Salmonella Found In Daniele International Salami, Recall Expanded Again

The Daniele International’s salami products recall for <"">Salmonella has—yet again—been expanded; this time, to include an additional 115,000 pounds of salami/salame products, said the U.S. Department of Agriculture’s (USDA) Food Safety and Inspection Service (FSIS). As with the prior two, the FSIS classified the recall as Class I, which means that this is a health hazard situation in which there is a reasonable probability that use of the product will cause serious, adverse health consequences or death.

Daniele International Inc., an establishment with operations in Pascoag and Mapleville, Rhode Island, expanded its recall over concerns that additional products could be contaminated with the dangerous, and sometimes deadly, Salmonella pathogen. A confirmed finding of Salmonella was recently discovered in an unopened salami product tested by FSIS, and by ingredient testing performed by the company. The product was sampled during the course of an ongoing investigation of a multi-state outbreak of Salmonella serotype Montevideo illnesses.

These products were not subject to recall previously because they are not sausage products containing black pepper on the external surface, or packaged with such products. Based on preliminary testing results, the company believes that, in this specific case, crushed red pepper may be a possible source of contamination.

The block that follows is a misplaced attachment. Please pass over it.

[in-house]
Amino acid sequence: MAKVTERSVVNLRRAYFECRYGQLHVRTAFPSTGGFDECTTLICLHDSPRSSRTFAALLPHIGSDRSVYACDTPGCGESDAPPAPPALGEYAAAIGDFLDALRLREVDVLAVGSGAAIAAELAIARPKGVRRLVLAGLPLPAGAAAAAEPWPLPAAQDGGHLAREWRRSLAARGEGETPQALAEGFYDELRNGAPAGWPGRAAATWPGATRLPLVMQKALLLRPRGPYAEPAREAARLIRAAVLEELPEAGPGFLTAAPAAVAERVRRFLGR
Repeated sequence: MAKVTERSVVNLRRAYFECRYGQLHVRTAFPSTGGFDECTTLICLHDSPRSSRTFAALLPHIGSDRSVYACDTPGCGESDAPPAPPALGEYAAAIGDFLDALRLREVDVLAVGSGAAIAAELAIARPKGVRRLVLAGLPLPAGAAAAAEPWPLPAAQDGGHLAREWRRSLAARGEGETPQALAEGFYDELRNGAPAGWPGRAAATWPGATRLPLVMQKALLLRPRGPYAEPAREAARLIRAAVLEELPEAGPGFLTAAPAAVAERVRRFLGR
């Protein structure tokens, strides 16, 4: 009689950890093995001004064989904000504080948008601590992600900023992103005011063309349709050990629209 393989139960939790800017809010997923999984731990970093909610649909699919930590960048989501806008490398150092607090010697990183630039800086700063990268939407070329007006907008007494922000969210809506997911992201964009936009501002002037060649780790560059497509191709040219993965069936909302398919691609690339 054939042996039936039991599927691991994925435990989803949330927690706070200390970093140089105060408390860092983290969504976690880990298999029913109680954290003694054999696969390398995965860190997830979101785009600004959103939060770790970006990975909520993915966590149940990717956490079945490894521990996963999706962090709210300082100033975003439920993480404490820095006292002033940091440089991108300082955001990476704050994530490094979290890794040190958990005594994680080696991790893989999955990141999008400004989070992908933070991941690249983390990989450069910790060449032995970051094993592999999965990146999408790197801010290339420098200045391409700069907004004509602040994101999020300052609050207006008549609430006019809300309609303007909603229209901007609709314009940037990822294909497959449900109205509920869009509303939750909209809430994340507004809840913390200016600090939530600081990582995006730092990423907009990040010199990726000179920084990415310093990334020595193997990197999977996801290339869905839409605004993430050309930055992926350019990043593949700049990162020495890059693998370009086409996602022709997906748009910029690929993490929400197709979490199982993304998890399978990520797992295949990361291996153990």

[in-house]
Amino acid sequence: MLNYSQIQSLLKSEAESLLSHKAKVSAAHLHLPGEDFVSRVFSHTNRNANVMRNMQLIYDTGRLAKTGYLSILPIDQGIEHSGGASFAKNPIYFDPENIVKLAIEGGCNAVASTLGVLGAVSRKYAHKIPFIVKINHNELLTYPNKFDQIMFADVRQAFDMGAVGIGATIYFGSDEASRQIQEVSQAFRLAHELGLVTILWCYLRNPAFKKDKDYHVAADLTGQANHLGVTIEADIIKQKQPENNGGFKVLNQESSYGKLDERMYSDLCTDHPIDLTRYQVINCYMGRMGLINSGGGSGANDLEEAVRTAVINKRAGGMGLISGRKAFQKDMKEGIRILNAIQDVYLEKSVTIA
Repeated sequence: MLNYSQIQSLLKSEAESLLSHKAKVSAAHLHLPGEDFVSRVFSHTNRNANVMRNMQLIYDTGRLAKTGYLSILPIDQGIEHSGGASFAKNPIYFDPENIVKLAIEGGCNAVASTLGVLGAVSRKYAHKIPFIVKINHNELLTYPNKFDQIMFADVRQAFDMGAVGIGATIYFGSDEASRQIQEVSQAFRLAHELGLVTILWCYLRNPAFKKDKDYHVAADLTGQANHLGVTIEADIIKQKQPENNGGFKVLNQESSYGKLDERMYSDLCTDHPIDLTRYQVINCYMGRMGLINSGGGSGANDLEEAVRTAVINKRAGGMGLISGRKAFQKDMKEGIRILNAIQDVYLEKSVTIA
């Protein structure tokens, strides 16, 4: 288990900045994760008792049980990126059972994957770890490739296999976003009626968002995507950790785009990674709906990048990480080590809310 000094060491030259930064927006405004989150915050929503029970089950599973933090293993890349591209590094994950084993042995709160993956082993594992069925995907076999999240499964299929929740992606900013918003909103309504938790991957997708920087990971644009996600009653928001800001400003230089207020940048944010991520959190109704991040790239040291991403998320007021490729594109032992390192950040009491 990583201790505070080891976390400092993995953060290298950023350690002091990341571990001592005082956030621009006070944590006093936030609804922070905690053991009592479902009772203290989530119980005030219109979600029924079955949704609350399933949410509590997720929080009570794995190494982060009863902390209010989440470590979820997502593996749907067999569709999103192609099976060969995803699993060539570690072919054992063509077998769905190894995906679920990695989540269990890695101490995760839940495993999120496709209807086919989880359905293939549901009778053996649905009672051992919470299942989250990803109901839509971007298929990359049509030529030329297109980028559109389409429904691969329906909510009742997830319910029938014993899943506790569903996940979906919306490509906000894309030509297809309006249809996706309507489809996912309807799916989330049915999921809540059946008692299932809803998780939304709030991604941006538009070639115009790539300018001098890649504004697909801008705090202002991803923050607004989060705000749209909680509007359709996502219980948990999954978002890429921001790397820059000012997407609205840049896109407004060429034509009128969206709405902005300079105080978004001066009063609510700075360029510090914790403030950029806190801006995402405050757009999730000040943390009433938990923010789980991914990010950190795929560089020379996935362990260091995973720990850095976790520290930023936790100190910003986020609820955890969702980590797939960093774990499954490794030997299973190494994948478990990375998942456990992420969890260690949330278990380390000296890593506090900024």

Further testing is ongoing at a state health partner laboratory, and may determine if the product contained the Salmonella Montevideo strain linked to the multi-state outbreak. The Centers for Disease Control and Prevention (CDC), the Food and Drug Administration (FDA), FSIS, state health and agriculture departments, and Daniele International are collaborating on this probe. The CDC posted information about the outbreak on its website at; however, the investigation is ongoing and the root cause of the contamination has not yet been determined.

We recently wrote that the Salmonella outbreak linked to Daniele sausage products had spread to 44 states and the District of Columbia, and had sickened 225, according to the Washington Post. On January 10, Daniele International recalled 1.2 million pounds of ready-to-eat salami; that recall was expanded to include another 23,754 pounds of salami products on February 4, said the Post.

Salmonella infections can be life threatening, especially to those with weak immune systems, such as infants, the elderly, and persons with HIV infection or undergoing chemotherapy. The most common manifestations of Salmonellosis—the food borne illness caused by contamination
Salmonella—are diarrhea, abdominal cramps, and fever within eight to 72 hours. Additional symptoms include chills, headache, nausea, and vomiting for up to seven days. Salmonellosis can lead to arterial infections (infected aneurysms), endocarditis, and arthritis. Some bacteria are resistant to antibiotics.

We recently reported that, according to the SunTimes, a Chicago man filed a lawsuit against Daniele International and Mincing Overseas Trading Company claiming he was sick for “almost a month” after coming in contact with Salmonella-tainted pepper used in a salami product. Another family filed a lawsuit against Daniele International last month claiming a three-month-old boy fell ill after eating its pepper-coated salami, said the SunTimes.

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